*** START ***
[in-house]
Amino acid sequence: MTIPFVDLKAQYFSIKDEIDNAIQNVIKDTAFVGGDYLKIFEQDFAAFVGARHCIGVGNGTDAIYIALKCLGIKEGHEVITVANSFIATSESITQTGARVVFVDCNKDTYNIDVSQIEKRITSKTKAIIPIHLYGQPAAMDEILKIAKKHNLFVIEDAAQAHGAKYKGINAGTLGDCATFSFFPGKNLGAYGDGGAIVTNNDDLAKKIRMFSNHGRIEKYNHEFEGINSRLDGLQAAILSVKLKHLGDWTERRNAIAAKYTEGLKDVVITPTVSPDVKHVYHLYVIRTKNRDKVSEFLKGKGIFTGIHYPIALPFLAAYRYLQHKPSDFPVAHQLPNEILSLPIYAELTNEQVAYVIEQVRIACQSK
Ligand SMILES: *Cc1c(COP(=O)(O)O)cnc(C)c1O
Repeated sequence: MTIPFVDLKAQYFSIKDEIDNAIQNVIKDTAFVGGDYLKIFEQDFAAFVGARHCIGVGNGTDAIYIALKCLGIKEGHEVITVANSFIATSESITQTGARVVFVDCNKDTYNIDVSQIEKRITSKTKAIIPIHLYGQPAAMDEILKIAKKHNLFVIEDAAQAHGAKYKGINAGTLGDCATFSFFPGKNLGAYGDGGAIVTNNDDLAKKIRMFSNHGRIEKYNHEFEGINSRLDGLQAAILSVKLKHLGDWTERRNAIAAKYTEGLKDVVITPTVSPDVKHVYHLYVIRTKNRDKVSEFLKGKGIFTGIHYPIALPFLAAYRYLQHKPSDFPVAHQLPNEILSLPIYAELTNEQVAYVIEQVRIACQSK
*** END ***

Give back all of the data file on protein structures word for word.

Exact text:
[in-house]
Amino acid sequence: MTIPFVDLKAQYFSIKDEIDNAIQNVIKDTAFVGGDYLKIFEQDFAAFVGARHCIGVGNGTDAIYIALKCLGIKEGHEVITVANSFIATSESITQTGARVVFVDCNKDTYNIDVSQIEKRITSKTKAIIPIHLYGQPAAMDEILKIAKKHNLFVIEDAAQAHGAKYKGINAGTLGDCATFSFFPGKNLGAYGDGGAIVTNNDDLAKKIRMFSNHGRIEKYNHEFEGINSRLDGLQAAILSVKLKHLGDWTERRNAIAAKYTEGLKDVVITPTVSPDVKHVYHLYVIRTKNRDKVSEFLKGKGIFTGIHYPIALPFLAAYRYLQHKPSDFPVAHQLPNEILSLPIYAELTNEQVAYVIEQVRIACQSK
Ligand SMILES: *Cc1c(COP(=O)(O)O)cnc(C)c1O
Repeated sequence: MTIPFVDLKAQYFSIKDEIDNAIQNVIKDTAFVGGDYLKIFEQDFAAFVGARHCIGVGNGTDAIYIALKCLGIKEGHEVITVANSFIATSESITQTGARVVFVDCNKDTYNIDVSQIEKRITSKTKAIIPIHLYGQPAAMDEILKIAKKHNLFVIEDAAQAHGAKYKGINAGTLGDCATFSFFPGKNLGAYGDGGAIVTNNDDLAKKIRMFSNHGRIEKYNHEFEGINSRLDGLQAAILSVKLKHLGDWTERRNAIAAKYTEGLKDVVITPTVSPDVKHVYHLYVIRTKNRDKVSEFLKGKGIFTGIHYPIALPFLAAYRYLQHKPSDFPVAHQLPNEILSLPIYAELTNEQVAYVIEQVRIACQSK